CONTEMPORARY ISSUES IN DELICT

SHE Level 4
SCQF Credit Points 20.00
ECTS Credit Points 10.00
Module Code MHM221653
Module Leader Eleanor Russell
School Glasgow School for Business and Society
Subject Law
Trimester
  • A (September start)

Pre-Requisite Knowledge

M1M108448 Scots Private Law or M1M108557 Scots Private Law or M1M208546 Business Law 1

Summary of Content

This module will explore the theoretical underpinnings, substantive rules and practical application of aspects of the law of delict which, at the time of module delivery, appear to be of contemporary significance. Aspects of the law of delict may include, for example, 'nominate' delicts, the concept of culpa and its consequences, the role of statute and other forms of regulation, the role of policy factors and practical issues related to pursuing a claim.

Syllabus

The concept of culpa and its manifestations Contemporary issues in respect of 'nominate' delicts/torts " The relationship between nominate delicts and the general concept of culpa " The rigidity of boundaries in respect of nominate delicts Contemporary issues in respect of delictual liability at common law: " The expansion/retraction of the duty of care concept " The standard of care expected in particular circumstances " The rigidity of causal concepts The role of policy in the law of reparation The role of statute in the law of reparation " Culpa/strict liability " Breach of statutory duty Practical issues in seeking reparation in the law of delict " Time bar issues " Evidential matters " Assessment of damages

Learning Outcomes

On successful completion of this module, the student should be able to:Critically analyse the role(s) of contentious aspects of the law of delict in modern societyIdentify and synthesise relevant legal issues arising in practical problems Advance and sustain a structured argument in support of a particular assertion drawing upon and appropriately utilising relevant authority Engage in informed debate with legal experts on a range of legal matters Update acquired knowledge in order to keep pace with changes in relevant areas of law.Identify and retrieve up to date legal information using paper and electronic repositories; use primary and secondary legal sources which are relevant to the topic under study and current at the point of assessment; present knowledge and information using sources to support arguments and conclusions; provide recognised methods of citation and reference.Identify accurately and formulate clearly the legal issues to be researched; undertake independent research (both paper-based and electronic) in areas of law which have not been previously studied, using paper and electronic repositories to research new topics without reference to a reading list.

Teaching / Learning Strategy

Lectures: General coverage of topics set out in teaching programme. Backed by a programme of seminars in specified and specific topics relating to delictual liability. Students will also be required to engage in directed and independent learning.

Indicative Reading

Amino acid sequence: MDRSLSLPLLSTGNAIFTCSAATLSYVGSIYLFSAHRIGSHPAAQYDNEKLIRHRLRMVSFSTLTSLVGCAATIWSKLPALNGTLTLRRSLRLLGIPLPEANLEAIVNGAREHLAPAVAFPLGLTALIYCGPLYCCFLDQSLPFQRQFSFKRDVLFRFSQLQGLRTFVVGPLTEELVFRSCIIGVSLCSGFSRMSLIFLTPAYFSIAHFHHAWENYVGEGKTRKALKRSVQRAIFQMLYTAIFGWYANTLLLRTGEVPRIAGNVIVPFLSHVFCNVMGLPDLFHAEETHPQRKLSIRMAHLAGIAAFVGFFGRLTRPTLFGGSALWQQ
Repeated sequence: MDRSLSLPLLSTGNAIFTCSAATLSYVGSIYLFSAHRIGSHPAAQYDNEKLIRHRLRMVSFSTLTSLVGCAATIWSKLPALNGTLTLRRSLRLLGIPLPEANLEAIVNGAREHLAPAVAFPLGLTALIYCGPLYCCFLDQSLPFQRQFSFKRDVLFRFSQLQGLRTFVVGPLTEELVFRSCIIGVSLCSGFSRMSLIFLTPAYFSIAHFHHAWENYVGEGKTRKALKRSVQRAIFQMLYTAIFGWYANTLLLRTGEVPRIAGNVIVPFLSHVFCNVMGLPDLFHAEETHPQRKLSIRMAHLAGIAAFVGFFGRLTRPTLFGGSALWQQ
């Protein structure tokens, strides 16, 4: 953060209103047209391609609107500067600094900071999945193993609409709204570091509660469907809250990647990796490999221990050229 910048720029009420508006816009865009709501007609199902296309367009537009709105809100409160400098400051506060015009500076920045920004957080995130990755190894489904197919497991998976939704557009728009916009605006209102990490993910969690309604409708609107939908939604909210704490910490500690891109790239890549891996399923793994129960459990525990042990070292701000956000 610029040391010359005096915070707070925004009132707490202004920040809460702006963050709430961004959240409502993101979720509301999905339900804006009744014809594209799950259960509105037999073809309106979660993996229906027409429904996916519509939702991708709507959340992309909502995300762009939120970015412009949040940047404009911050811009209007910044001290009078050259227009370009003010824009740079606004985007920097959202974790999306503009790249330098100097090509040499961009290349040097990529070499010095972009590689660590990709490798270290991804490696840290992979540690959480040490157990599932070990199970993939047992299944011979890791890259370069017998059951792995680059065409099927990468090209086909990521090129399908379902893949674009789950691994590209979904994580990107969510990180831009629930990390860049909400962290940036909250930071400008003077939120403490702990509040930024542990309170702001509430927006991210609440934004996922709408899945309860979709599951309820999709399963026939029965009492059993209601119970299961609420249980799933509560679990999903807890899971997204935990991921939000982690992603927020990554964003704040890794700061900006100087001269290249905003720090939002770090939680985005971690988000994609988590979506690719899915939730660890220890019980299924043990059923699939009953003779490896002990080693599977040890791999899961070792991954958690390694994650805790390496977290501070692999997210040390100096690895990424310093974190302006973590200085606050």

Essential Reading Thomson, Delictual Liability , Tottel Publishing, 4th ed, 2009 OR McManus & Russell, Delict: A Comprehensive Guide to the Law , DUP, 2 nd ed, 2011 Other Reading Atiyah, The Damages Lottery , Hart Publishing, 1997 Brazier & Cave, Medicine, Patients and the Law , 5th ed, Penguin, 2011 Christie, Moreham & Warby, Tugendhat & Christie: The Law of Privacy & The Media , 2 nd ed, OUP 2011 Conway, Personal Injury Practice in the Sheriff Court , W Green, 2nd ed, 2003 Dugdale Jones & Simpson, Clerk & Lindsell on Torts , Sweet & Maxwell, 20th ed, 2010 (available via Westlaw) Fenwick & Philipson, Media Freedom Under The Human Rights Act , OUP, 2006 Hadwin & Bloy, Law & The Media , Sweet & Maxwell, 2 nd ed, 2011 Hepple, Howarth & Matthews, Tort Cases & Materials , OUP, 6th ed, 2008 Howarth, Tort Law , Hart, 2 nd ed, 2012 Johnston, Prescription and Limitation , W Green, 1999 Kenyon et al, New Dimensions in Privacy Law: International and Comparative Perspectives , CUP, 2006 Lunney & Oliphant, Tort Law, Text & Materials , OUP, 4 th ed, 2010 MacGregor (ed), Avizandum Legislation on The Scots Law of Obligations , 4th ed, 2009, Avizandum Markesinis & Deakin's Tort Law , OUP, 6th ed, 2007 Mason & Laurie, Mason & McCall Smith's Law & Medical Ethics , OUP, 8th ed, 2010 Neyers, Chamberlain & Pitel, Emerging Issues in Tort Law , Hart, 2007 Reid, Confidentiality, Personality & Privacy in Scots Law , W Green, 2009 Rogers, Winfield & Jolowicz on Tort , Sweet & Maxwell, 18 th ed, 2010 Rozenberg, Privacy and The Press , OUP, 2005 Stanton et al, Statutory Torts , Sweet & Maxwell, 2003 Steele, Tort Law, Text, Cases & Materials , OUP, 2 nd ed, 2010 Stewart, Delict , W Green, 4th ed, 2004 Stewart (ed), Greens Reparation Bulletin , W Green Stewart, Casebook on Delict , W Green, 2nd ed, 1997 Thomson (ed), Delict , SULI, W Green, Edinburgh, 2007 White & Fletcher, Delictual Damages , Tottel, 2000 Van Gerven, Tort Law: Casebooks for the Common Law of Europe , Hart Publishing, 2001 Walker, Prescription and Limitation of Actions , W Green, 6th ed, 2002 Whitty & Zimmerman (eds), Rights of Personality in Scots Law , DUP, 2009